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Monday, March 20, 2006

Patenting ideas

Michael Crichton in today's NY Times (he doesn't just write loose-ended books!):
• The Earth revolves around the Sun.

• The speed of light is a constant.

• Apples fall to earth because of gravity.

...

• Elevated homocysteine is linked to B-12 deficiency, so doctors should test homocysteine levels to see whether the patient needs vitamins.

ACTUALLY, I can't make that last statement. A corporation has patented that fact, and demands a royalty for its use. Anyone who makes the fact public and encourages doctors to test for the condition and treat it can be sued for royalty fees. Any doctor who reads a patient's test results and even thinks of vitamin deficiency infringes the patent. A federal circuit court held that mere thinking violates the patent.
This case reminds me of the cease-and-desist letter the band "The Planets" received from lawyers demanding that they stop selling their album because of a 60-second track that supposedly copied another artist's music in full.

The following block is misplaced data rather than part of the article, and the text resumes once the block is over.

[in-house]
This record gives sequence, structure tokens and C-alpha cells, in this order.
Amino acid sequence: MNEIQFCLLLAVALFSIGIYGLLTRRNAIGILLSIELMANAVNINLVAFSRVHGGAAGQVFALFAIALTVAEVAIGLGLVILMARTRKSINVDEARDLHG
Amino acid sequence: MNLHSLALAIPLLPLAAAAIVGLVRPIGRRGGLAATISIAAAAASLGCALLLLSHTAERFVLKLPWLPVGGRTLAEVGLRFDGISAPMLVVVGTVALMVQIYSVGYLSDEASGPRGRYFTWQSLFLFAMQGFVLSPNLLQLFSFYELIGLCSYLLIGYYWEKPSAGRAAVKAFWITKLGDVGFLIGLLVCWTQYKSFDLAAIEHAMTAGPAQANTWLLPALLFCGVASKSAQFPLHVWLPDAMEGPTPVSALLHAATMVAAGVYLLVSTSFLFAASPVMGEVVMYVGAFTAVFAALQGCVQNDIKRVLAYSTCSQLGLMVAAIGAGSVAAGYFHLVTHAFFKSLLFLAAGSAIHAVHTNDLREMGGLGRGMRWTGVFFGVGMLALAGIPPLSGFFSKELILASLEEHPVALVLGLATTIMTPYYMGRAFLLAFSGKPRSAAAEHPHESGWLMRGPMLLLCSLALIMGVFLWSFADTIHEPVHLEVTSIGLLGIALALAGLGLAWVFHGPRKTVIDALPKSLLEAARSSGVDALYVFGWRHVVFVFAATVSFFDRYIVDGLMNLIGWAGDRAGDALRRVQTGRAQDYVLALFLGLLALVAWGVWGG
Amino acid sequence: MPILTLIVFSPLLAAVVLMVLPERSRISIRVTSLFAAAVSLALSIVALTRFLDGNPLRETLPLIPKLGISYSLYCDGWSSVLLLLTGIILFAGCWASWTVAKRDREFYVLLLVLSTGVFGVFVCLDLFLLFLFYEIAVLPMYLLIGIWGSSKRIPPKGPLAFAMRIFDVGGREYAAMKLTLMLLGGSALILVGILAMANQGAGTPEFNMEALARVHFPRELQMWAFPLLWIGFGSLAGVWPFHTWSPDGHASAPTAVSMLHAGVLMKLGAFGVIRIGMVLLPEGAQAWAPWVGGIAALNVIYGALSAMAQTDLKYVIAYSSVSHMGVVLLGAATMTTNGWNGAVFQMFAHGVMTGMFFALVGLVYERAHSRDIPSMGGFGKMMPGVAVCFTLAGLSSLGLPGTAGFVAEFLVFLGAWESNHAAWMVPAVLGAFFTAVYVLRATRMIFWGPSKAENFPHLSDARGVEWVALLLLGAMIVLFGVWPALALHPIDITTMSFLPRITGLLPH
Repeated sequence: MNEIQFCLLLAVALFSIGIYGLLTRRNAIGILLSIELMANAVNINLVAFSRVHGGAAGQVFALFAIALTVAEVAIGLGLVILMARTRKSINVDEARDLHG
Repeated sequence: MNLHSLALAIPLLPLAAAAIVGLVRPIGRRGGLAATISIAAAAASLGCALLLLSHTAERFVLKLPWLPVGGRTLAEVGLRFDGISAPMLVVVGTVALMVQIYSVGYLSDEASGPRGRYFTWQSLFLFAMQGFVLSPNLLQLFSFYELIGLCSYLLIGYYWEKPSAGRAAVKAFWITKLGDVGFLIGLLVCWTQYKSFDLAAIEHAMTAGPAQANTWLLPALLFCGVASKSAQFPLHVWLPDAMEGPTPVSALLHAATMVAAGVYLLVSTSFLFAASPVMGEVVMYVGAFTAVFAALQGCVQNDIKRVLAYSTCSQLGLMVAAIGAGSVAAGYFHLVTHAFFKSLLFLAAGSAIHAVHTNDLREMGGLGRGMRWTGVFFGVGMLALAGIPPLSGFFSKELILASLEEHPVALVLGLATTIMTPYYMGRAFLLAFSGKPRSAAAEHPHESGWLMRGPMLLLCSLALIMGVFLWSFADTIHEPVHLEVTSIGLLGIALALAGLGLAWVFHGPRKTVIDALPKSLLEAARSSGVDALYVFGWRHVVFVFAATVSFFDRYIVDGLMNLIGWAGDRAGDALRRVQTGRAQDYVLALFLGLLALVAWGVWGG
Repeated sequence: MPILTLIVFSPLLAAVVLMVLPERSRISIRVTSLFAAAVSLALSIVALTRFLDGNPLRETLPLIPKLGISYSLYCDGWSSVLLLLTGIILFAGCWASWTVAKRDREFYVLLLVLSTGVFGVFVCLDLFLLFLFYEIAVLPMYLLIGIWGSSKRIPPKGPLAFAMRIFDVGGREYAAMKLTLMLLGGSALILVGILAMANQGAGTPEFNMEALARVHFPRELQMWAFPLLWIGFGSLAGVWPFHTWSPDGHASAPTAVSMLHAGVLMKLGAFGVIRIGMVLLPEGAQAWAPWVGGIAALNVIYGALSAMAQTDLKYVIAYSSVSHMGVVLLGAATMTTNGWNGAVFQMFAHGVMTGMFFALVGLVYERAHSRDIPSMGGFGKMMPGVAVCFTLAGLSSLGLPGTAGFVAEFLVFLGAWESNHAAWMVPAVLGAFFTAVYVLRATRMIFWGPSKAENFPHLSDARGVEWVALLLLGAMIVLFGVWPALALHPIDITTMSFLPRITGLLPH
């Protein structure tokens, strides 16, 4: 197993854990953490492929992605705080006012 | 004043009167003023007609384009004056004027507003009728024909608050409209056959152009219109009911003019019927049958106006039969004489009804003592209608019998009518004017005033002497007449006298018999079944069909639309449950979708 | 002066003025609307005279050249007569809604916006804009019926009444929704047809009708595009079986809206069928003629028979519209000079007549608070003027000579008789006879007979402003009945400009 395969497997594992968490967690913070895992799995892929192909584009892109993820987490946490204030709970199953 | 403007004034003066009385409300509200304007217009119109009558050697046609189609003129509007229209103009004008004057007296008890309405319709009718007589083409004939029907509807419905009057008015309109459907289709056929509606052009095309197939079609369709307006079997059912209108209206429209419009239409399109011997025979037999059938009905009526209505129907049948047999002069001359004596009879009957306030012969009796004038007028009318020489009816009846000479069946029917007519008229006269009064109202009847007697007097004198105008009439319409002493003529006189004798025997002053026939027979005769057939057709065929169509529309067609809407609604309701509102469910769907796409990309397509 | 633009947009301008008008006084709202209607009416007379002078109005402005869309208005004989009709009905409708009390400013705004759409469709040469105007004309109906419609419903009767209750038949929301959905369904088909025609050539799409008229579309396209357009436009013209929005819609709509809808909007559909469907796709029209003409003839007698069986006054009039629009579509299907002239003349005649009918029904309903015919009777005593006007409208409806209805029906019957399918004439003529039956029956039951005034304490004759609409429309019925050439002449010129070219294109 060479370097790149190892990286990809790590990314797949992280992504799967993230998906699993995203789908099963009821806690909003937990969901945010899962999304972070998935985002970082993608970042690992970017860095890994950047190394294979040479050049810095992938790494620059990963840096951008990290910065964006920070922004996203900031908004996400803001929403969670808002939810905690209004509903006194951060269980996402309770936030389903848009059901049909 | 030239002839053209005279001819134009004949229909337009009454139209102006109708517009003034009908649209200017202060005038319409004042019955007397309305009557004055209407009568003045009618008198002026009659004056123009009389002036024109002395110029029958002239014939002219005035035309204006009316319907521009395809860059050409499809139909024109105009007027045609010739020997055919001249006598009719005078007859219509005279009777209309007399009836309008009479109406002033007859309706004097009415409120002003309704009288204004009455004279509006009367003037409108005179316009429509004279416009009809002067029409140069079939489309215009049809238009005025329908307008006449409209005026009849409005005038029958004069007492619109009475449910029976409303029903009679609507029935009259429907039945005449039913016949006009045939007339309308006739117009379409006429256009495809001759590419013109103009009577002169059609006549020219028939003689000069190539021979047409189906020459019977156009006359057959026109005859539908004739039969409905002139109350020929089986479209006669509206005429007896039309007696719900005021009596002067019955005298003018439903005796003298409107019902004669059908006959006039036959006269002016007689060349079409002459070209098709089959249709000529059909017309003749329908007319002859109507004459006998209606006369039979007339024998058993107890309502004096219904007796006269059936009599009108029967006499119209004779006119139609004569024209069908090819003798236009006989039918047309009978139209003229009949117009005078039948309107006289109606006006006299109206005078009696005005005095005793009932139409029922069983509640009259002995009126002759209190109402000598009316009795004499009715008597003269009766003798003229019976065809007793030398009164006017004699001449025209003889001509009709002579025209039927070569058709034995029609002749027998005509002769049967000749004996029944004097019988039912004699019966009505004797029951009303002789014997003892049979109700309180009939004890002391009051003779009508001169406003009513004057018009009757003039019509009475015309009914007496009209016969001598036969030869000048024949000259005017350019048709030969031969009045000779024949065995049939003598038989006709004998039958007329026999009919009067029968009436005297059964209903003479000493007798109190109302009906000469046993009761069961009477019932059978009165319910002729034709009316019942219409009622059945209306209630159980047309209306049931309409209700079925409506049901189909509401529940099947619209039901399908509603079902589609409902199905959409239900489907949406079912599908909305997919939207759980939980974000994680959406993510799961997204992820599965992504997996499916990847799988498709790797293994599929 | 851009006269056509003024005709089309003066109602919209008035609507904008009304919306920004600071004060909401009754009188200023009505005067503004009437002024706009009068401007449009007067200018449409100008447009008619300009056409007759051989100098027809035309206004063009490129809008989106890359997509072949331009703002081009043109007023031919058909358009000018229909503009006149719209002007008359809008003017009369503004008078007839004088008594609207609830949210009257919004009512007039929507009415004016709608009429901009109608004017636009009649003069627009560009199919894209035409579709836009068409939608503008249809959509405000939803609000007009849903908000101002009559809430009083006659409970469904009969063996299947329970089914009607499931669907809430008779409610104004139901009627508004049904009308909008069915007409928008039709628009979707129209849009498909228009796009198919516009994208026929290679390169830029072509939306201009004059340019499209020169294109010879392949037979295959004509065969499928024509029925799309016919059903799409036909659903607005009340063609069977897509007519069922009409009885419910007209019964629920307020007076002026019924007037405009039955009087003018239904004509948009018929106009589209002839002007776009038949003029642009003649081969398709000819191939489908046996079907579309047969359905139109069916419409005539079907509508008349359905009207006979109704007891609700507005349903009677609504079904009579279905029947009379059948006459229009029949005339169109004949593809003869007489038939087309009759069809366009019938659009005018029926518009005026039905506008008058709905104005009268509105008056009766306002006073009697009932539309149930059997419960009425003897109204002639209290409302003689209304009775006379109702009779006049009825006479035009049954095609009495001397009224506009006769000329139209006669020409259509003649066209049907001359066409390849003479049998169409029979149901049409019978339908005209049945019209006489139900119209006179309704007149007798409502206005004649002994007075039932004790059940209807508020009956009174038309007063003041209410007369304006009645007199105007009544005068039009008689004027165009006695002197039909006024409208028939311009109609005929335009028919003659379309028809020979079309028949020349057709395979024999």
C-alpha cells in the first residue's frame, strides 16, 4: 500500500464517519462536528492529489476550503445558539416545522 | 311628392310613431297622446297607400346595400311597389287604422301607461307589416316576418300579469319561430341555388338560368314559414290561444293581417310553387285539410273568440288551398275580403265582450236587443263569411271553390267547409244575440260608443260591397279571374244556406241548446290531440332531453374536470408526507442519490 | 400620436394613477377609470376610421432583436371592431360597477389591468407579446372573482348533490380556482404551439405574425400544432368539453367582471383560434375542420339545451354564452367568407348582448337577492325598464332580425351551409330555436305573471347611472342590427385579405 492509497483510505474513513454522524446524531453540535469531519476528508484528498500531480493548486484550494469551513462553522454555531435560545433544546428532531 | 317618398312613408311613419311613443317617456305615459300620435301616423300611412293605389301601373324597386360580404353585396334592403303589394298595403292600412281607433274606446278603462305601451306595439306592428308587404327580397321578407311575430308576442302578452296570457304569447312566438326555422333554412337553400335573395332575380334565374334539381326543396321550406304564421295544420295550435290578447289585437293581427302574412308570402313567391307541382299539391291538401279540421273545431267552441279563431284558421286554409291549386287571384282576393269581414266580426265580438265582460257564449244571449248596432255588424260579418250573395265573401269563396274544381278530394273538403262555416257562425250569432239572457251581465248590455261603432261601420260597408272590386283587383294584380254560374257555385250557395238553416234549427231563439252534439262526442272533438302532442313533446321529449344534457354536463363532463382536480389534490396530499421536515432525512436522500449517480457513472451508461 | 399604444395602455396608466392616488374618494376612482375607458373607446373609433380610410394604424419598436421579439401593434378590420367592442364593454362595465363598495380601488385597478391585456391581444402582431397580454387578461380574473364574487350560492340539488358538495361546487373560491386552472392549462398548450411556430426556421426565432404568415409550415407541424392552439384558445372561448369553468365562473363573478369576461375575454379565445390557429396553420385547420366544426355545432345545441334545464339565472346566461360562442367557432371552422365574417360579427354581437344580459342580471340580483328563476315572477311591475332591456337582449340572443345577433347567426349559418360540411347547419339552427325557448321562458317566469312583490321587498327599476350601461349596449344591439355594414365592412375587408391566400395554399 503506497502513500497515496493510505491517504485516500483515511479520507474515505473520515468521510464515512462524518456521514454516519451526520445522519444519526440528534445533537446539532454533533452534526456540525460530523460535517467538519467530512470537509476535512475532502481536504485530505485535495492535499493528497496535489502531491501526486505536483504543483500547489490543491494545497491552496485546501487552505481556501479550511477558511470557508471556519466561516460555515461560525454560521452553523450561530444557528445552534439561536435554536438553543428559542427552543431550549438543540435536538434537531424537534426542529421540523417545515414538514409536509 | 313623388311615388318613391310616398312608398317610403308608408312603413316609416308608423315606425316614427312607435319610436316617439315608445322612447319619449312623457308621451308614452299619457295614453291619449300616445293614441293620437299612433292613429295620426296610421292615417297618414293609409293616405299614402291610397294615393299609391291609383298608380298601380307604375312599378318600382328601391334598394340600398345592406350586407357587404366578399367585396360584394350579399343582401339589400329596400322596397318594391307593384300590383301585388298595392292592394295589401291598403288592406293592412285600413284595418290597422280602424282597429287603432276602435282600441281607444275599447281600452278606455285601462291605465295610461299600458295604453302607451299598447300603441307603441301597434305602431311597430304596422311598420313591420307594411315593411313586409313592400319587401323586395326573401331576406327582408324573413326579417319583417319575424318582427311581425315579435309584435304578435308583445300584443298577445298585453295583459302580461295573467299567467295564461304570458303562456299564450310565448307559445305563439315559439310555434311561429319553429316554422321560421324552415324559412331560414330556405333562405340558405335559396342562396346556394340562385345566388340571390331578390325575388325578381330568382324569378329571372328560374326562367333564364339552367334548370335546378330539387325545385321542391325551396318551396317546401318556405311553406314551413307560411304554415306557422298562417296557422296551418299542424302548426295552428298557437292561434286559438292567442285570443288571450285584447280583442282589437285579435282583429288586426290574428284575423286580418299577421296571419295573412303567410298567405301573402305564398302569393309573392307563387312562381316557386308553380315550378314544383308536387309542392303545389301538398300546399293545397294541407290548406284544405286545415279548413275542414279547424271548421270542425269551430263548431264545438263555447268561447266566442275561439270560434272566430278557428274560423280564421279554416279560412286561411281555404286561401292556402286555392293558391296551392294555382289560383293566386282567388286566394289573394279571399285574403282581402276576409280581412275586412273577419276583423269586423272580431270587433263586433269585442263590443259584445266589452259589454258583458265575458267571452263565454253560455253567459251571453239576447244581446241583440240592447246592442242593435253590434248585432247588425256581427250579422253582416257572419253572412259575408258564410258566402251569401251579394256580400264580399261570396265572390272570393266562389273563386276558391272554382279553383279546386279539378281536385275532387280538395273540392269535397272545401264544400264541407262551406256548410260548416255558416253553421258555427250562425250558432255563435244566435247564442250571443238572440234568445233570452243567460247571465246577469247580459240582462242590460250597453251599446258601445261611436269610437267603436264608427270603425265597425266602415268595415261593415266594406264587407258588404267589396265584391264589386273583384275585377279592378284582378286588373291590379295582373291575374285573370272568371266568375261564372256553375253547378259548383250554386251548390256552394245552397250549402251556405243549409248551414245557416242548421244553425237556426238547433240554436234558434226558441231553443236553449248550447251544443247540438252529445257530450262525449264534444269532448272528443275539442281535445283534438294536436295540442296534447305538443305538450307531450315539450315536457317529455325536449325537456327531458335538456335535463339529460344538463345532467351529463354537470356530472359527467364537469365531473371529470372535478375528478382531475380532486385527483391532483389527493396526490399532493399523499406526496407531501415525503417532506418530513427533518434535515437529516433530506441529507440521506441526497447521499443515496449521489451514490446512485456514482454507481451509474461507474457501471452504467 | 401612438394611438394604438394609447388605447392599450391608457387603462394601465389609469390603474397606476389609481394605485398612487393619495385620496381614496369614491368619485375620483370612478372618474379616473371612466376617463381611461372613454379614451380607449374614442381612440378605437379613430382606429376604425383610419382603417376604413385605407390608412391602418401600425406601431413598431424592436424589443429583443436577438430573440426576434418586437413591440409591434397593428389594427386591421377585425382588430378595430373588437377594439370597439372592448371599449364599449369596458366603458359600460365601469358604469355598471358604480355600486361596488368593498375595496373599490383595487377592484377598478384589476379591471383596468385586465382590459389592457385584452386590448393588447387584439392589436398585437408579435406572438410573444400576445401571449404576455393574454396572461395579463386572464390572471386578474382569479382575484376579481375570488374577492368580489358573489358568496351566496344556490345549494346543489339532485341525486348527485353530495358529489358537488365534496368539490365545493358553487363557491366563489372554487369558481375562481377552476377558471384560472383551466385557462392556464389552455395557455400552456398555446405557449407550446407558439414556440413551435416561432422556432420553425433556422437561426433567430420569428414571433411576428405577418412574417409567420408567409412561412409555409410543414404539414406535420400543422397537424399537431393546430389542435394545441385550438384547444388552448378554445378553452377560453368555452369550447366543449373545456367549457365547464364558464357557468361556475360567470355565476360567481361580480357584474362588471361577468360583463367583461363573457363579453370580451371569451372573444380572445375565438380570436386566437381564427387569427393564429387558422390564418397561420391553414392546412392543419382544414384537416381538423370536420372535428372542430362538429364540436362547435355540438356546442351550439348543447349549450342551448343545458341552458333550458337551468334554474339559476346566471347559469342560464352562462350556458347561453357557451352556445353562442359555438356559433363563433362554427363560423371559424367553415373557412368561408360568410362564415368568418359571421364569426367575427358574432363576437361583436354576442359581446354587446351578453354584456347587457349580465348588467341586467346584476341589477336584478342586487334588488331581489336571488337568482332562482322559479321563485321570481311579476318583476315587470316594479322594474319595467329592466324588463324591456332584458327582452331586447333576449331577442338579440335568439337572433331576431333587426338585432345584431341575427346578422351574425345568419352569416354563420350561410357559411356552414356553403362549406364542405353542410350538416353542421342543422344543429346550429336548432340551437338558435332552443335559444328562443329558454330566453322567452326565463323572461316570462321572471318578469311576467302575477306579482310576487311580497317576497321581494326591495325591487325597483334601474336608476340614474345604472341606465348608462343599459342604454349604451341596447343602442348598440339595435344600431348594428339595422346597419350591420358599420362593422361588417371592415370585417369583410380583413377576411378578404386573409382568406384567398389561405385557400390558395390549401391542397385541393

The unbelievable thing was that the 60 seconds in question was completely silent, and the angry lawyers were representing the estate of John Cage, composer of the silent piece 4'33".

Mike Batt of The Planets responded by demanding that the lawyers specify which 60 seconds of their client's composition had been lifted (!). The case was settled out of court for a six-figure sum.

Batt said "Mine is a much better silent piece. I have been able to say in one minute what Cage could only say in four minutes and 33 seconds."

Time to join the Electronic Frontier Foundation.

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